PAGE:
While the brand has made a few thoughtful tweaks to the camera’s body, simplicity and functionality is still Polaroid’s calling card. Physically, the Now+ still looks very similar to the brand’s original Polaroid OneStep from 1977, with a chunky polycarbonate and plastic body and a sloped back that makes pressing your eye to the viewfinder just difficult enough. The addition of a tiny “+” button just to the right of the lens makes it easy to turn on the self-timer and toggle between double exposure mode. Along with the traditional white and black colorways, Polaroid is also offering the Now+ in a sleek blue grey, which is the version I tested.

The Polaroid Now+ is the second major release from Polaroid this year, following the international launch of the Polaroid Go back in April. The main hallmark of the Now+ is that it features Bluetooth connectivity, with settings that can be adjusted remotely via Polaroid’s newly redesigned app. The closest cousin to the Now+ is the OneStep+, which Polaroid released in 2018 and which similarly offers a built-in double exposure mode and light painting mode, as well as manually adjustable aperture and shutter speed settings. New features include the addition of aperture priority settings and tripod mode, tools that allow for great freedom with depth of field and long exposures.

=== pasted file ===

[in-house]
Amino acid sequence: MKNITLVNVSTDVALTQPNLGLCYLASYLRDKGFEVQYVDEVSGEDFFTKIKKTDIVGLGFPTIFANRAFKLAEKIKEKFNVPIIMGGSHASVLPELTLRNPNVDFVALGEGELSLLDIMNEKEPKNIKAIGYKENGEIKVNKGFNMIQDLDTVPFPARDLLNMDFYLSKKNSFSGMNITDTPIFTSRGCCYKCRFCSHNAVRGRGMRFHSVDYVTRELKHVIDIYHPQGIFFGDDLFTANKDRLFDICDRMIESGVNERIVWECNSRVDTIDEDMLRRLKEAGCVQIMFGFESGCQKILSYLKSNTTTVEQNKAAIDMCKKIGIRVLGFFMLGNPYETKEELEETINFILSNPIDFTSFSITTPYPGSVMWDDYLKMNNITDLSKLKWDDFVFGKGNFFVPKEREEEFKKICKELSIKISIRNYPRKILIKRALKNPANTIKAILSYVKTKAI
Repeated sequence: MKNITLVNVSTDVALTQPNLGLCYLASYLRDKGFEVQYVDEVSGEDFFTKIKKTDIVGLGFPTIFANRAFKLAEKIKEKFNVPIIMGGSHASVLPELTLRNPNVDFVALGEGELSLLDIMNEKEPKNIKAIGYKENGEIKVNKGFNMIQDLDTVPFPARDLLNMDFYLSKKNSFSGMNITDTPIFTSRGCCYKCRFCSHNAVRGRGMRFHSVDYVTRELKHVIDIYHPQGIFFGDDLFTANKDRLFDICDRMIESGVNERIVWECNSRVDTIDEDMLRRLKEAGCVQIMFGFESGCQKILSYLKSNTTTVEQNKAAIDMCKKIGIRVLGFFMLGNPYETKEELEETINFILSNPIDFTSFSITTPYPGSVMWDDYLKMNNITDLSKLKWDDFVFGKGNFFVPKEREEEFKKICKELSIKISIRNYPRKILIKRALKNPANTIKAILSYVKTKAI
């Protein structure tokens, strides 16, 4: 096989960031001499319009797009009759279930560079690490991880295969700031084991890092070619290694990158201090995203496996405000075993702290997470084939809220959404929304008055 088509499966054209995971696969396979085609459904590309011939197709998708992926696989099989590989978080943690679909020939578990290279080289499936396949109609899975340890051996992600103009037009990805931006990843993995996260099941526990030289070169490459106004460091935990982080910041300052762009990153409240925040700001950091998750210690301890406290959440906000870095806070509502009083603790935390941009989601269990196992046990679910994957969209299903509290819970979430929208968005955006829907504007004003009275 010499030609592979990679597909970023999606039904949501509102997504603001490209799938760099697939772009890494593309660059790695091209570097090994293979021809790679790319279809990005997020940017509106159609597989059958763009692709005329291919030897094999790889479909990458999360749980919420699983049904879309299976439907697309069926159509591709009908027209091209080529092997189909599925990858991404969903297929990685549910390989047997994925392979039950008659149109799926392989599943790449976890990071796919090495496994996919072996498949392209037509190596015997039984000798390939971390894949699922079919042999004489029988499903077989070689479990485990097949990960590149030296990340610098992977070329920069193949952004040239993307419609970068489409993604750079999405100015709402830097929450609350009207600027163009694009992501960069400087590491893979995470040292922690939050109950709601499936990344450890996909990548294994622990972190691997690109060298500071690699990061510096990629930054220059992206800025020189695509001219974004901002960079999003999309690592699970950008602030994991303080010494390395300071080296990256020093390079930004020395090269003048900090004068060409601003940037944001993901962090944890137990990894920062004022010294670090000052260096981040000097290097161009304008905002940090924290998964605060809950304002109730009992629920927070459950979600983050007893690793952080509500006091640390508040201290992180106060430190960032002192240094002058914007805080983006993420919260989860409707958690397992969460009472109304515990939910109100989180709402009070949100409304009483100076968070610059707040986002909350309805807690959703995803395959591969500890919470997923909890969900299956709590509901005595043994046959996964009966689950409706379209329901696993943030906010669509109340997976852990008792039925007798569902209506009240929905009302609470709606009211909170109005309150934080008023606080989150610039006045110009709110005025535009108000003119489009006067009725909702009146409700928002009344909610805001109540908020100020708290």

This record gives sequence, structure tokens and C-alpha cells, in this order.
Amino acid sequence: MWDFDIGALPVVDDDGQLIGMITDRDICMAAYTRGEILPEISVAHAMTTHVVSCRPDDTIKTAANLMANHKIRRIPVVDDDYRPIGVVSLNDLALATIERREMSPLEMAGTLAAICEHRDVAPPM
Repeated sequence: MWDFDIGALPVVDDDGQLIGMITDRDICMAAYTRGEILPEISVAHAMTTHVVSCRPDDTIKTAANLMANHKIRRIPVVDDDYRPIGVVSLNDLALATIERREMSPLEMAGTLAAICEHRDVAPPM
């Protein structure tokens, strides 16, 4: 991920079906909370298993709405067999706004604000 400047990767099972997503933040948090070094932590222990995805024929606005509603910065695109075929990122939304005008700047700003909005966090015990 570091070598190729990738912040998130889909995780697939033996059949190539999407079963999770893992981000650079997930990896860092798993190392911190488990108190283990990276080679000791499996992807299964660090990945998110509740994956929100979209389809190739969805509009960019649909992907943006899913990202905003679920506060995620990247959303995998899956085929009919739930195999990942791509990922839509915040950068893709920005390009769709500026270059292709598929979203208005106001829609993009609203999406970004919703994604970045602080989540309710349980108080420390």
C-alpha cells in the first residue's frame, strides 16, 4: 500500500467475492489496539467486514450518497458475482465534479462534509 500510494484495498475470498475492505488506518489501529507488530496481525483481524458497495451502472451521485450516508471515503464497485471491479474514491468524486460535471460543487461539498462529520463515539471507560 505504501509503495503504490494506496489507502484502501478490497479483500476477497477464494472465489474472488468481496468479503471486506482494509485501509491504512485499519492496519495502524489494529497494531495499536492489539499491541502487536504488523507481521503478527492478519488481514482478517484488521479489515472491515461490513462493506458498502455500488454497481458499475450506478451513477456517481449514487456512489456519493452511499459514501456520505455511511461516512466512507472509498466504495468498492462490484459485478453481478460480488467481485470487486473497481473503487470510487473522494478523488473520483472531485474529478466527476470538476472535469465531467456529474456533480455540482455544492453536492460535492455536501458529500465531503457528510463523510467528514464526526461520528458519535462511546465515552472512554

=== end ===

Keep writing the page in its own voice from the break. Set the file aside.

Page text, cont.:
While the addition of Bluetooth still doesn’t mean users can preview their shots before they’re developed — or transfer their photos digitally, for that matter — the app grants photographers the ability to manually swipe through different creative settings, including light painting mode, portrait mode, double exposure, and manual mode. Unlike the OneStep+, the Now+ also offers dedicated tripod and aperture modes, which make shooting portraits a much more interesting, rich experience. The Now+ is also a step up from the point-and-shoot Now camera that Polaroid released in 2020, offering improved core features including autofocus, dynamic flash and self-timer.